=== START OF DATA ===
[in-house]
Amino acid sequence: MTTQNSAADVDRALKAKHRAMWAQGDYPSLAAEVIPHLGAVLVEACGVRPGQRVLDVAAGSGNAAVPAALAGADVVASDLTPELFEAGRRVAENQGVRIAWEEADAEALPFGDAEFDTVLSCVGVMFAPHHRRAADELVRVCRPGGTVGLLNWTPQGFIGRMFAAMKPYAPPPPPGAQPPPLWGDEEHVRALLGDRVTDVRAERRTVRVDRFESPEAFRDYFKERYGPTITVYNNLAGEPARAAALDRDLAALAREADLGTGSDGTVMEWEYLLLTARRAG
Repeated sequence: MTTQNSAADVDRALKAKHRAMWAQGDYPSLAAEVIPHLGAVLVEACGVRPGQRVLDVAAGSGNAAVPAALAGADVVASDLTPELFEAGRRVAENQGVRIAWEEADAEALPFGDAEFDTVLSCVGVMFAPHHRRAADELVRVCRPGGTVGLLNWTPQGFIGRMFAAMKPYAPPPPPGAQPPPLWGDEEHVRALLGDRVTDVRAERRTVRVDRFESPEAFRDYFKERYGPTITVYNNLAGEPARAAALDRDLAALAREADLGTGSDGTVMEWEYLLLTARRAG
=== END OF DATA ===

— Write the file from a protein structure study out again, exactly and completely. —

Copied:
[in-house]
Amino acid sequence: MTTQNSAADVDRALKAKHRAMWAQGDYPSLAAEVIPHLGAVLVEACGVRPGQRVLDVAAGSGNAAVPAALAGADVVASDLTPELFEAGRRVAENQGVRIAWEEADAEALPFGDAEFDTVLSCVGVMFAPHHRRAADELVRVCRPGGTVGLLNWTPQGFIGRMFAAMKPYAPPPPPGAQPPPLWGDEEHVRALLGDRVTDVRAERRTVRVDRFESPEAFRDYFKERYGPTITVYNNLAGEPARAAALDRDLAALAREADLGTGSDGTVMEWEYLLLTARRAG
Repeated sequence: MTTQNSAADVDRALKAKHRAMWAQGDYPSLAAEVIPHLGAVLVEACGVRPGQRVLDVAAGSGNAAVPAALAGADVVASDLTPELFEAGRRVAENQGVRIAWEEADAEALPFGDAEFDTVLSCVGVMFAPHHRRAADELVRVCRPGGTVGLLNWTPQGFIGRMFAAMKPYAPPPPPGAQPPPLWGDEEHVRALLGDRVTDVRAERRTVRVDRFESPEAFRDYFKERYGPTITVYNNLAGEPARAAALDRDLAALAREADLGTGSDGTVMEWEYLLLTARRAG